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Dr. Annika von Mutius and Dr. Larissa Leitner, founders of Empion

Bringing Culture to Recruitment With Start-up Empion

Dr. Annika von Mutius on her journey as a founder

WHU is widely known as an entrepreneurial hub, with 15 unicorns counted by the end of 2021. Those within Germany will recognize the names of Zalando, HelloFresh, Flixbus, or Rocket Internet. Today, we see a new wave of start-ups aligned more closely to core values and personal impact. Empion is one of those start-ups, launched in 2021 by WHU graduates Dr. Annika von Mutius and Dr. Larissa Leitner. Empion is a recruiting platform with a difference, focusing on corporate culture and how to present it in a tangible way to future employees. Using an algorithm developed between WHU and a UK university, Empion matches companies and applicants based on their cultural fit.

Both Annika and Larissa are WHU bachelor’s and master’s degree graduates. However, despite studying at WHU together, they did not initially start as friends. “It is funny to think that we studied in the same place for so long but never really knew each other,” laughs Annika. “When Larissa finished her doctoral studies and successfully defended her thesis, I received an email about it and responded to say congratulations. From there, we started texting, then chatting on the phone, until eventually, we met for a weekend in South Tyrol, Italy. Our friendship just blossomed from there.”

“It’s important to find a company that fits your cultural values and needs.”

Working for a start-up in San Francisco from 2017 to 2019, Annika returned to Germany for a conference for the next-gen community in family businesses, organized by Larissa. “The focus was on employer branding. In Silicon Valley, they do it very well; applicants understand and are drawn to the company culture. In comparison, we saw that the branding of medium-sized firms or family businesses in Germany was generally quite unattractive. We realized that the problem was not the firm itself but the branding, which is highly important when people are looking for a job at the applicant stage. What motivates this next generation of employees? Our research found that seven out of ten job satisfaction factors are cultural. And company culture is hugely underrepresented in the recruiting market and on the largest recruitment platforms. Job postings look the same, and you discover nothing about the company culture. Companies often do not know how to present themselves to applicants or find someone who fits. Empion fills this gap by merging culture and recruiting.”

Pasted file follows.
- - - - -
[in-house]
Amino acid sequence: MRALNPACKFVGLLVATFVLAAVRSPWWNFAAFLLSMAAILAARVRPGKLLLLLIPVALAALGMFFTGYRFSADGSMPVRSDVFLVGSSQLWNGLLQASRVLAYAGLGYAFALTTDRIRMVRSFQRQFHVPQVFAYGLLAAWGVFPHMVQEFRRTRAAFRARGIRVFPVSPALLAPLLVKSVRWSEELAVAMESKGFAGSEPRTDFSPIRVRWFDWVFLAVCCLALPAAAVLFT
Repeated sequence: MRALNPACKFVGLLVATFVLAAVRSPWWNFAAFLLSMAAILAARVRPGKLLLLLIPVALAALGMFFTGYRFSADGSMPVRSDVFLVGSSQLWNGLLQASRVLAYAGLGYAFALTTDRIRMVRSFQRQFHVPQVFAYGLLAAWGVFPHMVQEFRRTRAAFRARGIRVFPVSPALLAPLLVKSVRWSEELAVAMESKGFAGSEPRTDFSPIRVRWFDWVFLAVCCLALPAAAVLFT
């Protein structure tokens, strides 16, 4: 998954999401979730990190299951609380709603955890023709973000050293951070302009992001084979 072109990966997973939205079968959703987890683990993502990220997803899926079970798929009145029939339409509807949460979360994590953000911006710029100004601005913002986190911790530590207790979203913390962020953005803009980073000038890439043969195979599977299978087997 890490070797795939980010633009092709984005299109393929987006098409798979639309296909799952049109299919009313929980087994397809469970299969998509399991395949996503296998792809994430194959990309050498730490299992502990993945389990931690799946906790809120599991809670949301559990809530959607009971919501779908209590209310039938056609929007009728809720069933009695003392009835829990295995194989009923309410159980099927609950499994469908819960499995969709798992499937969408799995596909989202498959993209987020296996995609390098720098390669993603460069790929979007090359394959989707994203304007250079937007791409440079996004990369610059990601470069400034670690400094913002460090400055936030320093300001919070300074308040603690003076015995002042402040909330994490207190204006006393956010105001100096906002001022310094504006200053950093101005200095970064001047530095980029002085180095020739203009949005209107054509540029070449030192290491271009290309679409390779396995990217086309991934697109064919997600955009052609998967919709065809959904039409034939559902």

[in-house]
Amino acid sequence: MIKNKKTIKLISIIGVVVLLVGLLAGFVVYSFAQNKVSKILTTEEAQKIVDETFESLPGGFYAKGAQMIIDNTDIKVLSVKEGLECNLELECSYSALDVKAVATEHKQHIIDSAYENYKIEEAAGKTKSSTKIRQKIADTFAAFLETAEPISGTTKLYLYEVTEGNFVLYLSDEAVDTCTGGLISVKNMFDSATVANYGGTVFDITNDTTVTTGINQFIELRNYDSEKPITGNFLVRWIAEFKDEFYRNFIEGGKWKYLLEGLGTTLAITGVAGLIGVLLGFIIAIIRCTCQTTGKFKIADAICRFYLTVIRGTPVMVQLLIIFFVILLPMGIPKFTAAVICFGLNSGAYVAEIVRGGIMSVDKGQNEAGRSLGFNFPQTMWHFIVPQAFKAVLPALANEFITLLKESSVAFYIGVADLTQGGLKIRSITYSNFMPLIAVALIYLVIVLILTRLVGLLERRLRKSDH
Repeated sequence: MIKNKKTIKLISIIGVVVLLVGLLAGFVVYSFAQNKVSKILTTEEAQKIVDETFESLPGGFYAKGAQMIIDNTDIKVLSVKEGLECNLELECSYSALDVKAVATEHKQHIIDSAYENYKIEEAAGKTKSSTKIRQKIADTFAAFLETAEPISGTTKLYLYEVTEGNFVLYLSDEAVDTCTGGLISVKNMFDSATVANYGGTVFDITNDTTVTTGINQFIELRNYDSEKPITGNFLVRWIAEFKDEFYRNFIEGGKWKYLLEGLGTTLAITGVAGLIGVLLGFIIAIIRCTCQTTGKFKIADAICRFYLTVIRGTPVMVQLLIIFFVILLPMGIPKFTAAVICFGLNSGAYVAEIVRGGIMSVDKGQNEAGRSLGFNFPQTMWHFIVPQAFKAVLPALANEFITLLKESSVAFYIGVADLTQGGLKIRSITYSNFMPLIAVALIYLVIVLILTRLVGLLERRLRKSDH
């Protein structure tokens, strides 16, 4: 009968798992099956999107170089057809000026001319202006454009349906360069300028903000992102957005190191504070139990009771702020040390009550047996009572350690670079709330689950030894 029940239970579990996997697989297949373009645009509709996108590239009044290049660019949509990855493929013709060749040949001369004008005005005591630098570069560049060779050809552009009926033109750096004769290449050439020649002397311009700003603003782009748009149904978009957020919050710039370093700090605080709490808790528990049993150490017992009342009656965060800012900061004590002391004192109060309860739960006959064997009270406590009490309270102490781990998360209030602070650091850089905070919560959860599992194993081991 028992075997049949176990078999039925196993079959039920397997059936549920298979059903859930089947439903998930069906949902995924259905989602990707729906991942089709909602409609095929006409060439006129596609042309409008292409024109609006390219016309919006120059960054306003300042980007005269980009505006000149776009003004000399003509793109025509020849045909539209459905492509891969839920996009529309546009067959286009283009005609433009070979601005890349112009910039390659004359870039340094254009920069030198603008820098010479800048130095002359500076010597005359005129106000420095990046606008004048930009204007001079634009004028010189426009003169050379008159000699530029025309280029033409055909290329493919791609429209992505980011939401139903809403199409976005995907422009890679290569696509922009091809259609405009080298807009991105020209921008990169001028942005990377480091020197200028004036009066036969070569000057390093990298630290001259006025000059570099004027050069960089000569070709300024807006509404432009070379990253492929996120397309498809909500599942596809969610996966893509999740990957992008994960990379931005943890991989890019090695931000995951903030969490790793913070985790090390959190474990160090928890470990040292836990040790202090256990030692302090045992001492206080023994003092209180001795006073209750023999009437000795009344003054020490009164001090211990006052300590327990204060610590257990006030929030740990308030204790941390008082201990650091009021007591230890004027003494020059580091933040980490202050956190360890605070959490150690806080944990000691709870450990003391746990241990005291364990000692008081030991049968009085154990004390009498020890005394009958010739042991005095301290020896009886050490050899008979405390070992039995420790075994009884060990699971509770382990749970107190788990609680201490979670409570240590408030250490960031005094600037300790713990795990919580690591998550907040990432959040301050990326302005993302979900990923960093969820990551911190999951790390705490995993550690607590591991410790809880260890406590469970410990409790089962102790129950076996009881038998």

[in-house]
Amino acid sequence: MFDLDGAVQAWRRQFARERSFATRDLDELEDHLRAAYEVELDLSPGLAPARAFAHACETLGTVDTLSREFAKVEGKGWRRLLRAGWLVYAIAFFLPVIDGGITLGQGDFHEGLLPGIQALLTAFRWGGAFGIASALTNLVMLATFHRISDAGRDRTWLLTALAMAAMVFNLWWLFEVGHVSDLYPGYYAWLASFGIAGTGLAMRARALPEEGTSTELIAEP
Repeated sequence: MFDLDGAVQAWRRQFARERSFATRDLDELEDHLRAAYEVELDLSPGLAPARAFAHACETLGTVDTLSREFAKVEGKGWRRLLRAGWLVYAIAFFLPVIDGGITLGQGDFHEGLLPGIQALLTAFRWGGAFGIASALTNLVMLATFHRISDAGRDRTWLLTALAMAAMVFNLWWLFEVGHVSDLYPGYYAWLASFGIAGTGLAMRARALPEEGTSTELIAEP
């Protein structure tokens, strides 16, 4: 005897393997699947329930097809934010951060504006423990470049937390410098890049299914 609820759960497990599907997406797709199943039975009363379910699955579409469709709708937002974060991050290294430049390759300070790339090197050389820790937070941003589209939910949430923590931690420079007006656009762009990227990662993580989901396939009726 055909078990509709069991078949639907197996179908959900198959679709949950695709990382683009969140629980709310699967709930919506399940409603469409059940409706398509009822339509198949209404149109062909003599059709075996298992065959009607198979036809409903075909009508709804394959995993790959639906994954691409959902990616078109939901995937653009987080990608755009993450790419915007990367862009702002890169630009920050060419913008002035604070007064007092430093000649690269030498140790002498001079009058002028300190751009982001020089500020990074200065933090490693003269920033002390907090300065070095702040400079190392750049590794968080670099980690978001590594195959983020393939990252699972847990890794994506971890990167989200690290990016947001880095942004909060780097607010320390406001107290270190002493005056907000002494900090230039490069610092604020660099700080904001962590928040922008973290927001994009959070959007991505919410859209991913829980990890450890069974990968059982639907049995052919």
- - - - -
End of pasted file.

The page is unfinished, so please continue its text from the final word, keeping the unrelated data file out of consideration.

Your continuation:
“The WHU network and community helped me to become a founder.”

In the final stages of Annika’s own doctoral thesis, they were both ready to take the leap as founders themselves. Both are from families of entrepreneurs; it was a role that they were both familiar with. “When I joined the company in San Francisco, I was among the first to join the team and the first with a business background. I realized during that time how much influence you can have if you start a company. The idea of being a founder was appealing, and I never planned for it. But Larissa and I knew we worked well together, and the idea was so good. I couldn’t resist taking the risk.”

Completing her doctoral degree in game theory, Annika reflects that some of the most valuable learnings during her time at WHU were not the theoretical aspects but the internships and the practical approach to teaching. “Of course, the network is significant too – it’s how I met my co-founder! But the open exchange and connection between the students and alumni are so strong. When we first wanted to validate our idea, we contacted people from the WHU network. Almost all of them responded to talk to us about it. I am really thankful for that.”

“I believe it is essential to stay authentic and true to who you are in business.”

“Something that I have learned from WHU and throughout this journey is that it is essential to stay true to yourself. I thought I had to change when we started the company. That my voice was too high, or the earrings I wore were too big because people wouldn’t take me seriously. I must be who I am to be at my best and worry about how others perceive me.

The other significant learning is to always think bigger. We initially thought and felt too small as a new start-up, and most investors told us to think bigger. You cannot think too big when starting a company. Imagine all the possibilities and really run with the idea.”

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